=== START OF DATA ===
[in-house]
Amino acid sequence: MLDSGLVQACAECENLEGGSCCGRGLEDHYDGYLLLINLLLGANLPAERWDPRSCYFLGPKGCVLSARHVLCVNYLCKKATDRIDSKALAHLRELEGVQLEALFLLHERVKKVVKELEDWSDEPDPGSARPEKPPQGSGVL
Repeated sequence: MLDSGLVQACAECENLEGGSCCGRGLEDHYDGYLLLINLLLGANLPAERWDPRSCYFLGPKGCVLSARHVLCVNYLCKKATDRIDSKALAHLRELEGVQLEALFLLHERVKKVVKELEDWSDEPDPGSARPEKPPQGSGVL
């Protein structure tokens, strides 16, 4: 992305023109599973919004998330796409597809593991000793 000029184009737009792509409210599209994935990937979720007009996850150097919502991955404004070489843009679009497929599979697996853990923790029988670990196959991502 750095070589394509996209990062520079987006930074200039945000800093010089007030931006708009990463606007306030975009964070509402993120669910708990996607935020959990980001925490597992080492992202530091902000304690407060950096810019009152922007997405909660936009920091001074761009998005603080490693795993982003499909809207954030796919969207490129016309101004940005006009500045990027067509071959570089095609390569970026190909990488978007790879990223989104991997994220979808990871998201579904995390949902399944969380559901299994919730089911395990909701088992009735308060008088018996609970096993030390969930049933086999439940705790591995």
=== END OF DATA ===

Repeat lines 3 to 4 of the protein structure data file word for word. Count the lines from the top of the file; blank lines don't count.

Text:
Repeated sequence: MLDSGLVQACAECENLEGGSCCGRGLEDHYDGYLLLINLLLGANLPAERWDPRSCYFLGPKGCVLSARHVLCVNYLCKKATDRIDSKALAHLRELEGVQLEALFLLHERVKKVVKELEDWSDEPDPGSARPEKPPQGSGVL
């Protein structure tokens, strides 16, 4: 992305023109599973919004998330796409597809593991000793 000029184009737009792509409210599209994935990937979720007009996850150097919502991955404004070489843009679009497929599979697996853990923790029988670990196959991502 750095070589394509996209990062520079987006930074200039945000800093010089007030931006708009990463606007306030975009964070509402993120669910708990996607935020959990980001925490597992080492992202530091902000304690407060950096810019009152922007997405909660936009920091001074761009998005603080490693795993982003499909809207954030796919969207490129016309101004940005006009500045990027067509071959570089095609390569970026190909990488978007790879990223989104991997994220979808990871998201579904995390949902399944969380559901299994919730089911395990909701088992009735308060008088018996609970096993030390969930049933086999439940705790591995």